Carpal Tunnel Syndrome Diagnosis: Understanding Your Legal Options

Thousands of Americans work 40+ hours per week, sitting at a desk and typing at a computer. Others install parts on an assembly line, work behind a cash register, or handle objects without sufficient rest. The repetitive motions of day-to-day work activities can lead to overuse of the hands and wrists, ultimately resulting in carpal tunnel syndrome (CTS). If your doctor diagnoses you with CTS that work-related tasks caused, you may have a valid claim for workers’ compensation.

What Is CTS?

CTS is a form of repetitive stress injury caused by continuous motions of a joint. CTS affects the wrist, the thumb, and the first two fingers of the hand. Overuse can compress or squeeze the nerve in your wrist that’s responsible for flexing your fingers, called the median nerve. When this nerve tunnel gets smaller, it irritates the nerves flowing into your hand.

Symptoms of CTS include numbness and tingling in your wrists, palms, and fingers, difficulty moving fingers, difficulty gripping objects, difficulty carrying items, and pain in the arms, wrists, and hands. You may lose dexterity in your fingers, experience a burning sensation in the first three fingers, and have the inability to grasp items without dropping them. Part of CTS is De Quervain syndrome: thumb inflammation. You may feel stabbing pains while using your hands or experience “jumping” nerves when you try to open and close hands completely.

CTS is progressive, meaning it worsens over time. If you do not take action to abate or remedy your CTS, it can prevent you from continuing your current job or doing other activities with your hands. You can have surgery to treat CTS or treat it with nonsurgical remedies. During surgery, a surgeon will cut the ligament pressing on the median nerve and tendons in the wrist. This creates more space for the nerve canal, releasing pressure on the nerves and relieving CTS symptoms. Nonsurgical remedies include taking vitamin B6 supplements, splinting the wrists, and modifying your daily activities.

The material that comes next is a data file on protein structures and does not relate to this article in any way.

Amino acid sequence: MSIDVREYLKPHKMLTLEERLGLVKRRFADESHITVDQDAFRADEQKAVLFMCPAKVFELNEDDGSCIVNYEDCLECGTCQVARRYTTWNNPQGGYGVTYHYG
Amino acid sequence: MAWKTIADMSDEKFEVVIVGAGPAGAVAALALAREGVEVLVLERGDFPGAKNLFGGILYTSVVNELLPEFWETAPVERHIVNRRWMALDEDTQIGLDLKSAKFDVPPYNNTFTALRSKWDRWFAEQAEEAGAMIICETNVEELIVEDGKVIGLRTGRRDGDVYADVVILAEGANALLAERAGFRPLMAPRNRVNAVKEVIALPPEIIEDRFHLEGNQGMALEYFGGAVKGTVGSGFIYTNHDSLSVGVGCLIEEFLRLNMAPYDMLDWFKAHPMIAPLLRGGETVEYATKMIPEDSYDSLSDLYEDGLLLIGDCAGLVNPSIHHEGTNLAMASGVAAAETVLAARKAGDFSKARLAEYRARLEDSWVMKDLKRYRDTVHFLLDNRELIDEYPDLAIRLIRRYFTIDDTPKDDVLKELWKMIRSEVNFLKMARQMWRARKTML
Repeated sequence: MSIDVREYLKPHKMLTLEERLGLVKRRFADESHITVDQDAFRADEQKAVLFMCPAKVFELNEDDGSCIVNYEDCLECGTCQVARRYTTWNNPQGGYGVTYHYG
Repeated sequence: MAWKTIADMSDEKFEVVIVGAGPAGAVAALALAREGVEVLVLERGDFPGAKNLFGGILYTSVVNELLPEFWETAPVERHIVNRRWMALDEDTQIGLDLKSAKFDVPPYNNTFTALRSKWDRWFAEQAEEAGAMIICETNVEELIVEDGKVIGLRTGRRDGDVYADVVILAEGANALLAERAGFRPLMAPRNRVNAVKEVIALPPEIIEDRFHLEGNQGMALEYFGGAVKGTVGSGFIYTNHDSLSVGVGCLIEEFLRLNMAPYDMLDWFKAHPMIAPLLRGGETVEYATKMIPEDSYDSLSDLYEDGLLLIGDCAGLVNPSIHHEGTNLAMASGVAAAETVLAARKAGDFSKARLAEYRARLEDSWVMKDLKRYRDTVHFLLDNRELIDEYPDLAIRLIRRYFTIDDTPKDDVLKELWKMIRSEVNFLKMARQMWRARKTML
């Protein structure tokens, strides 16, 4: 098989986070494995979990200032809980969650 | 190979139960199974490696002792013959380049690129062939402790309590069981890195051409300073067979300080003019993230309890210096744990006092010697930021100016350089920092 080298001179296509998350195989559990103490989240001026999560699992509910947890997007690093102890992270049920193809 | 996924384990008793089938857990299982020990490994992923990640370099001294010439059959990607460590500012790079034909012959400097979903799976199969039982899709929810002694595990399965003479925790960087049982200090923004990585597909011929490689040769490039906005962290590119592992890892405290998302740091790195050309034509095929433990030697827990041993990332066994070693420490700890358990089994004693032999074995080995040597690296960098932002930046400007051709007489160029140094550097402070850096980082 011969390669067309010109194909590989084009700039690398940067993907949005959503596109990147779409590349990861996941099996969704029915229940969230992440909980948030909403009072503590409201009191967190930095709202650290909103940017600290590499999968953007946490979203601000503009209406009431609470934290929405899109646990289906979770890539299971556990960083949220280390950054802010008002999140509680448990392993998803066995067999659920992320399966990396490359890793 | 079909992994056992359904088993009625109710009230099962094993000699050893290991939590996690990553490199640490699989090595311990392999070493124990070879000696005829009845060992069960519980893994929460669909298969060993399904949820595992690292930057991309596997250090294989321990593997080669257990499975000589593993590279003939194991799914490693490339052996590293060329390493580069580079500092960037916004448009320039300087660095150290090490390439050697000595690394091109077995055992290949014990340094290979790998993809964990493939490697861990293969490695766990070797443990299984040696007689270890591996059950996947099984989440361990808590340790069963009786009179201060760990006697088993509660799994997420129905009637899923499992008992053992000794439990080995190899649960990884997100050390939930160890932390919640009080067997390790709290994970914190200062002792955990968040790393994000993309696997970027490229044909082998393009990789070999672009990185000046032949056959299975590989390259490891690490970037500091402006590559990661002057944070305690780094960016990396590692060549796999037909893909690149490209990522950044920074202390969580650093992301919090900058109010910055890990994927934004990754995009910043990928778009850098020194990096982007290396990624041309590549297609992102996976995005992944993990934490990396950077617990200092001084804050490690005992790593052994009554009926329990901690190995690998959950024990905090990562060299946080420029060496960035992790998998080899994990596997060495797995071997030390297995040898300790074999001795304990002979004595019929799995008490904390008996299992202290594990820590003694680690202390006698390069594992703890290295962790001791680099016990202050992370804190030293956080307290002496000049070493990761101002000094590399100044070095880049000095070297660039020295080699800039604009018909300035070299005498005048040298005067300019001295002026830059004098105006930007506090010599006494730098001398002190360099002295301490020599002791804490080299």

Does Workers’ Compensation Cover CTS in Kansas City?

Workers’ compensation covers physical work-related injuries. CTS falls into this category if you can prove the condition came from work-related activities. The debate about CTS comes from whether or not the employee can prove his or her case. The CTS may have come from a different job, activities at home, sports, or a condition such as arthritis.

Many states differ on how to compensate for CTS – whether as an “accident” or as an “occupational disease.” Some states only include injuries from accidents in workers’ compensation, but Kansas and Missouri employers must also cover occupational diseases as long as the condition is ongoing and resulted from work.

Besides workers’ compensation relief, you may also qualify for Social Security Disability benefits. CTS is a disabling condition. Even after surgery, you may experience permanent weakness in your hands and wrists in addition to numbness and tingling in your nerves. If you can show that your CTS meets the criteria of the Social Security’s impairment list and you cannot work any job due to your limitations, you may qualify for disability benefits.

Hire a Workers’ Compensation Attorney in Kansas City, MO

If you live in Missouri and have CTS from a work-related activity, you need an experienced Kansas City personal injury lawyer to help you prove that you deserve workers’ compensation benefits. At Dickerson Oxton, LLC, our workers’ compensation lawyers believe CTS from repetitive motions at work should not go uncompensated.

Our personal injury attorneys can also help you navigate the rules of Social Security Disability benefits if you are permanently disabled due to your CTS and can no longer perform a job. If you need help proving your workers’ compensation case in court, contact us at (913) 428-8220 for a free consultation.